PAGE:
The number of edibles you can legally possess depends on the product itself. A can of cannabis butter, for example, contains a larger amount of concentrates than a single edible, so concentrate-heavy products could put the carrier over the legal limit."

While this does not change the existing prohibitions and restrictions on public and workplace consumption of medical or recreational marijuana, it does pose some potential issues at work.

For example, possession of recreational marijuana on an employer's premises may or may not violate the company's existing drug policies. Keep in mind that there still is no state law that protects employees from termination for using marijuana in the workplace.

A 2008 Supreme Court decision ruled that employers are entitled to fire employees who fail a drug screening for marijuana, regardless of state law. This did not change with the passage of the Adult Use of Marijuana Act (AUMA) in 2016 nor the enactment of Proposition 64 in 2018.

In fact, while not strictly a labor law, Proposition 64 does have specific language that allows employers to tailor their workplace drug use policies according to their own preferences. An employer can, if they so wish, remove marijuana from the common 5-drug panel used which also tests for cocaine, PCP, opiates and amphetamines.

While some employers may wish to take a more tolerant approach to employee marijuana use, if those employers contract with the federal government that may not be possible. Businesses contracted by the federal government must defer to federal law that still classifies marijuana as an illegal drug.

Employee Handbooks and Drug Use Policies

California employers should review their employee handbook, and possibly revise, their drug and alcohol policies to ensure they have appropriate policies and procedures in place. In addition, it is a good practice to periodically remind employees not only about the company’s general drug-free workplace policy and practices, but also to make it clear that marijuana is also prohibited.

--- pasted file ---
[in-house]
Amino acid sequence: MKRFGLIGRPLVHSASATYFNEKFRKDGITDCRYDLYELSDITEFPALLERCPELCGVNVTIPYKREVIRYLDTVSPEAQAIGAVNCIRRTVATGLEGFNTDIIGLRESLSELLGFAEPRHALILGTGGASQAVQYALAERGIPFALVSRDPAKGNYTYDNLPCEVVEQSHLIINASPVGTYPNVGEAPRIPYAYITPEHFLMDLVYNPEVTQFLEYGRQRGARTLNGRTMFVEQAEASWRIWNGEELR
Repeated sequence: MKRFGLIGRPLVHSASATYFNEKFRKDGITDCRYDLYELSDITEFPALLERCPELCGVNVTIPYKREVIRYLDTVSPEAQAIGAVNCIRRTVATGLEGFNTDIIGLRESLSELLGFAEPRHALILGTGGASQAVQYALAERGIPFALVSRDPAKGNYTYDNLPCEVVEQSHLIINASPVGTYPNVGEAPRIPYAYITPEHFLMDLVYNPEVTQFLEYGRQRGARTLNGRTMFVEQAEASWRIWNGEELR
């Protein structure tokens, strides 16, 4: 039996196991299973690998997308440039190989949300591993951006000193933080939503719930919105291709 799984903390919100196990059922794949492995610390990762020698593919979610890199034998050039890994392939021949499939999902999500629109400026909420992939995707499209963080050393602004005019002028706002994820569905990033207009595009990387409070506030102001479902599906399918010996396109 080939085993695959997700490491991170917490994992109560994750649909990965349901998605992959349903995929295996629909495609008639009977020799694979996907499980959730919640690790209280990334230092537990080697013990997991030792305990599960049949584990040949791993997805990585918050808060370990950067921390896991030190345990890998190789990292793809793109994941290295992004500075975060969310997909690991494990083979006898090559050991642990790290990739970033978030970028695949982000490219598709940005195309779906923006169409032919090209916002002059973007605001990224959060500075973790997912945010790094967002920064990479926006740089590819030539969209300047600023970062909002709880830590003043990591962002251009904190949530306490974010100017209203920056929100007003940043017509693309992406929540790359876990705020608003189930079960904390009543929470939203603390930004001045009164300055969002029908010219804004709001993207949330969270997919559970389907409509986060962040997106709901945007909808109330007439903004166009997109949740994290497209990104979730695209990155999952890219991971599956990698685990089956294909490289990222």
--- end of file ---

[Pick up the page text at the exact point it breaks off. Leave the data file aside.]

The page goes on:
For organizations that do not have policies in place it is important to determine what needs to be established regarding employee drug use and to then develop policies to document those decisions.

In addition, it is important to have a comprehensive drug testing policy and process, and to clarify and document the consequences of positive test results.

Getting Help With CA Labor Law

Another key step in maintaining HR compliance while increasing your company's cost-effectiveness is to consider outsourcing. A professional payroll management and workforce solutions provider such as Accuchex can offer much-needed help with Human Resources needs and questions.

If your organization would like to learn more about its obligations, or acquire resources to deal with these types of situations, Accuchex recently partnered with HR Solutions Partners to offer its customers the most up-to-date and professional human resources management solutions available. To learn more about the different levels of Human Resource Management services available, please follow this link.

To learn more about the services Accuchex provides click here or click on the button below to download our free guidebook:

free 2018 california labor law guide

 

Topics: policies and procedures, labor law, drug testing, privacy issues